At the moment, the diagnosis process can seem longwinded and the options you have available aren’t always exactly what you need. But a new tool could soon change that by allowing professionals to quickly and cheaply build up the diagnostic test that they need.

While it’s still in the early stages of development and is being designed with the challenges third world countries face, it’s an idea that has the potential to shape how diagnostic tests are completed in the future. The diagnostic platform comes from the MIT Little Devices Lab and has been dubbed plug-and-play devices due to their customisable features and versatility.

Ampli, as the device is called, uses a set of modular blocks that can be configured in numerous different ways to create effective diagnostic devices. For example, one way of putting the block together will accurately test blood glucose levels in a diabetic patient, while another configuration will be able to detect a viral infection. With little skill required to put the blocks together, the Ampli development could change the way diagnostic procedures are done.

The modular blocks stand out for a number of reasons.

  • They’re low cost – Compared to alternatives, Ampli is incredibly low cost. Each block costs just a few cents making it accessible to smaller labs. It makes it affordable for healthcare professionals to carry out the diagnostic tests that can support patient outcomes and wellbeing.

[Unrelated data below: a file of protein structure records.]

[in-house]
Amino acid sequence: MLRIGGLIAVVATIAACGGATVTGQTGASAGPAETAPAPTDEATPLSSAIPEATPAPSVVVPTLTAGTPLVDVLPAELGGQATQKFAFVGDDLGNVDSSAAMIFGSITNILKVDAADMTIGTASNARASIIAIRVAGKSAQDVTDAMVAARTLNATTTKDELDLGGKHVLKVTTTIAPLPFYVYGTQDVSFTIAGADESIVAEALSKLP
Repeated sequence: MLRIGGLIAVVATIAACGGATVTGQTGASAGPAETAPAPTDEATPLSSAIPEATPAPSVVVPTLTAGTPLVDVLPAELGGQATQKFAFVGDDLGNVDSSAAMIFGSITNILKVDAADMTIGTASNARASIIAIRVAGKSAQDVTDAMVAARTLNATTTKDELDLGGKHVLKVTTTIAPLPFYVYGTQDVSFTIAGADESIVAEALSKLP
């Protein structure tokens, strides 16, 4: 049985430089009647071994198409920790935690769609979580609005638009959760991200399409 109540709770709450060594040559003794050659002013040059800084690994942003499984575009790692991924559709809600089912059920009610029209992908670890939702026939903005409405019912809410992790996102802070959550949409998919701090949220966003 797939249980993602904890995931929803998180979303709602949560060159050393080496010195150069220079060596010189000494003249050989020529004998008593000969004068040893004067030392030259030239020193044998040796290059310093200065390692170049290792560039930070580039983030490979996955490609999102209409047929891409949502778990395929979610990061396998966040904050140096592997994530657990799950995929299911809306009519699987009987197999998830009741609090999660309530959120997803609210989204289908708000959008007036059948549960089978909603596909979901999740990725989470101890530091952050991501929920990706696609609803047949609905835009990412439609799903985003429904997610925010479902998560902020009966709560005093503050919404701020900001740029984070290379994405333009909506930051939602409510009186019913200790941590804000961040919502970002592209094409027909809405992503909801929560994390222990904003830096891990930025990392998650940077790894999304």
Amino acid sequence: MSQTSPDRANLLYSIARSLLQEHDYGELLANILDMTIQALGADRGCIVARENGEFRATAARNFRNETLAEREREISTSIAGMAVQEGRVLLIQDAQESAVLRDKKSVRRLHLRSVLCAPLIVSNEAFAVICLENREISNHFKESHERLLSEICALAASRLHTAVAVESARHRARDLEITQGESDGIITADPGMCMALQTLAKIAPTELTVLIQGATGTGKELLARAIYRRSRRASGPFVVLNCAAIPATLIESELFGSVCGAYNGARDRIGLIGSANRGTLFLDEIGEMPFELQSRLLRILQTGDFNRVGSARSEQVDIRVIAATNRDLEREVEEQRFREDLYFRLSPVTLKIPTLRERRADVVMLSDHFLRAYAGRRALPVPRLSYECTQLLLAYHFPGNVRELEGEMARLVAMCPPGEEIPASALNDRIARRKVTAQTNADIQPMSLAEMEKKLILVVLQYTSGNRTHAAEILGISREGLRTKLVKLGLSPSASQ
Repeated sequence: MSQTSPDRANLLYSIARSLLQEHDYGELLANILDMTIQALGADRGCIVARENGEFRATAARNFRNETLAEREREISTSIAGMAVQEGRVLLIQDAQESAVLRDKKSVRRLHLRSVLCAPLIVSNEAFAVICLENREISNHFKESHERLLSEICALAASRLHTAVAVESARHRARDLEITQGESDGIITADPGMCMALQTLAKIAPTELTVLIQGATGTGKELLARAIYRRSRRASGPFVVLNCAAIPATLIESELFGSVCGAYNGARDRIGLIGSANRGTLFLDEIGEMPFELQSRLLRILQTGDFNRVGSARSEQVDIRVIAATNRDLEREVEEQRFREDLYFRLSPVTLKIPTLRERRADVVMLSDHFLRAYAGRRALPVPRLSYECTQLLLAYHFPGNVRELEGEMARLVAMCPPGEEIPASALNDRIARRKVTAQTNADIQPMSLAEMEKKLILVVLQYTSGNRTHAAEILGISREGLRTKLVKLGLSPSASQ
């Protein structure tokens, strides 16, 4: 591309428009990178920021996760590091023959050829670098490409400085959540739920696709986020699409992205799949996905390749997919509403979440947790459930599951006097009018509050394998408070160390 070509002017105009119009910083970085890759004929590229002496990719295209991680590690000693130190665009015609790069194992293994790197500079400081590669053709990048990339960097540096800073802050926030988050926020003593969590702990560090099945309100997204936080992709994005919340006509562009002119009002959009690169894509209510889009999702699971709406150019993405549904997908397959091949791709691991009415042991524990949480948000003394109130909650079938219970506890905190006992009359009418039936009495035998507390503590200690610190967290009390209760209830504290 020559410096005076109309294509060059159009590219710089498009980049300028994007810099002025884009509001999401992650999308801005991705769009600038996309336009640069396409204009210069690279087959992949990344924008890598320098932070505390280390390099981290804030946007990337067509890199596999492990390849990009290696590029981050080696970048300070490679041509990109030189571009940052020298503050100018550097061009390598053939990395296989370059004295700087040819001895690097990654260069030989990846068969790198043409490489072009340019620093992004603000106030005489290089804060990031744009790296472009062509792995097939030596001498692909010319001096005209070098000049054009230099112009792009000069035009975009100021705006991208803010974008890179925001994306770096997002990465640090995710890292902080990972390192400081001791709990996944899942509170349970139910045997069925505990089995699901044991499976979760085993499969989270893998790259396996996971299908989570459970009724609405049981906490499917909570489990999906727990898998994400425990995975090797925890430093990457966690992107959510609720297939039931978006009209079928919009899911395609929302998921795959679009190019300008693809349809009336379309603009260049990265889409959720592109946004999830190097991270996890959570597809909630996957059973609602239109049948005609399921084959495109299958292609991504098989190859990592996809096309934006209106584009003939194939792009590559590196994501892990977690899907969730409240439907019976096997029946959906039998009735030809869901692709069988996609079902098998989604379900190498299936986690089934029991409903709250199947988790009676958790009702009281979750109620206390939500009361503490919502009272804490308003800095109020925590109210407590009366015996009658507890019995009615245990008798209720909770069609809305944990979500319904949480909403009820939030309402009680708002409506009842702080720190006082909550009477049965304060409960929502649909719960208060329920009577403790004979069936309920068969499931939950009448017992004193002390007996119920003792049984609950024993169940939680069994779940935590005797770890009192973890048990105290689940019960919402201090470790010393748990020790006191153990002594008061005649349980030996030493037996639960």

• They don’t require specialist handling – The Ampli concept was designed to work in labs around the world, including those that aren’t well equipped with the latest tech. They don’t require any specialist handling and don’t even need to be refrigerated, providing more scope for them to be used.
  • Diagnostic tests can be completed in-house – In some circumstances, samples need to be sent many miles for even basic tests to be conducted. The modular block approach means they can be completed in-house, reducing wait times and how treatment progresses.
  • They’re adaptable – Ampli can act as a single kit to diagnose a range of conditions, with around 40 blocks at present. It’s an adaptable approach to medicine that can be changed to reflect the demands of each healthcare professional.

The team behind Ampli aim to get the product into small labs and they’re already working on new blocks and configurations that would provide further testing capabilities. Is the Ampli approach something you’d like to see expanded to operations in the UK, could it be useful in a modern healthcare setting?